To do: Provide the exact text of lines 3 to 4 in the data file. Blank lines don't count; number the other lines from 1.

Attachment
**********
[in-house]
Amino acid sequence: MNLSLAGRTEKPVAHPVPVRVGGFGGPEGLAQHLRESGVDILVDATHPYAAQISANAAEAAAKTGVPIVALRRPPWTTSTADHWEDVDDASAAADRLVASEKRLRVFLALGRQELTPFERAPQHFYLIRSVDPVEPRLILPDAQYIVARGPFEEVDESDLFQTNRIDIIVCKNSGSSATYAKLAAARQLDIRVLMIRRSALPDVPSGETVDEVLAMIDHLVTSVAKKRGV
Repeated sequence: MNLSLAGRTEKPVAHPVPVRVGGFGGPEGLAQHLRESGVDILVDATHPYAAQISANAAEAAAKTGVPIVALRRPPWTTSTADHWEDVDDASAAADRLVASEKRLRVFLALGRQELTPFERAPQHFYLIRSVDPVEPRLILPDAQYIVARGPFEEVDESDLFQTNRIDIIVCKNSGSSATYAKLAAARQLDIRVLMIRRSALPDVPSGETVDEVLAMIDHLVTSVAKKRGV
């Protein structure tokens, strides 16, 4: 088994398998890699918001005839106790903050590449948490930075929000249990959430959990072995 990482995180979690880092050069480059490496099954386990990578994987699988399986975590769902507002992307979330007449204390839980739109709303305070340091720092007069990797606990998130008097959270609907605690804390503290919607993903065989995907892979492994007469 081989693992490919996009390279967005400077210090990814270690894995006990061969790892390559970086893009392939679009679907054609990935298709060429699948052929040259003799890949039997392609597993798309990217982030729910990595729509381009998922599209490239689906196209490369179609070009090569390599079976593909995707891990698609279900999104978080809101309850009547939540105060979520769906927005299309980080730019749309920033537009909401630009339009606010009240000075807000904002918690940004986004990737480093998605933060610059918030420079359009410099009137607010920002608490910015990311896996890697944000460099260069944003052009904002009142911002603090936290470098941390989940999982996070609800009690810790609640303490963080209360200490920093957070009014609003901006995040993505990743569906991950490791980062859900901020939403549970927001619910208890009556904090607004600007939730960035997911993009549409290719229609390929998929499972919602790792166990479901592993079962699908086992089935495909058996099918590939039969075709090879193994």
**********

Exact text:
Repeated sequence: MNLSLAGRTEKPVAHPVPVRVGGFGGPEGLAQHLRESGVDILVDATHPYAAQISANAAEAAAKTGVPIVALRRPPWTTSTADHWEDVDDASAAADRLVASEKRLRVFLALGRQELTPFERAPQHFYLIRSVDPVEPRLILPDAQYIVARGPFEEVDESDLFQTNRIDIIVCKNSGSSATYAKLAAARQLDIRVLMIRRSALPDVPSGETVDEVLAMIDHLVTSVAKKRGV
């Protein structure tokens, strides 16, 4: 088994398998890699918001005839106790903050590449948490930075929000249990959430959990072995 990482995180979690880092050069480059490496099954386990990578994987699988399986975590769902507002992307979330007449204390839980739109709303305070340091720092007069990797606990998130008097959270609907605690804390503290919607993903065989995907892979492994007469 081989693992490919996009390279967005400077210090990814270690894995006990061969790892390559970086893009392939679009679907054609990935298709060429699948052929040259003799890949039997392609597993798309990217982030729910990595729509381009998922599209490239689906196209490369179609070009090569390599079976593909995707891990698609279900999104978080809101309850009547939540105060979520769906927005299309980080730019749309920033537009909401630009339009606010009240000075807000904002918690940004986004990737480093998605933060610059918030420079359009410099009137607010920002608490910015990311896996890697944000460099260069944003052009904002009142911002603090936290470098941390989940999982996070609800009690810790609640303490963080209360200490920093957070009014609003901006995040993505990743569906991950490791980062859900901020939403549970927001619910208890009556904090607004600007939730960035997911993009549409290719229609390929998929499972919602790792166990479901592993079962699908086992089935495909058996099918590939039969075709090879193994």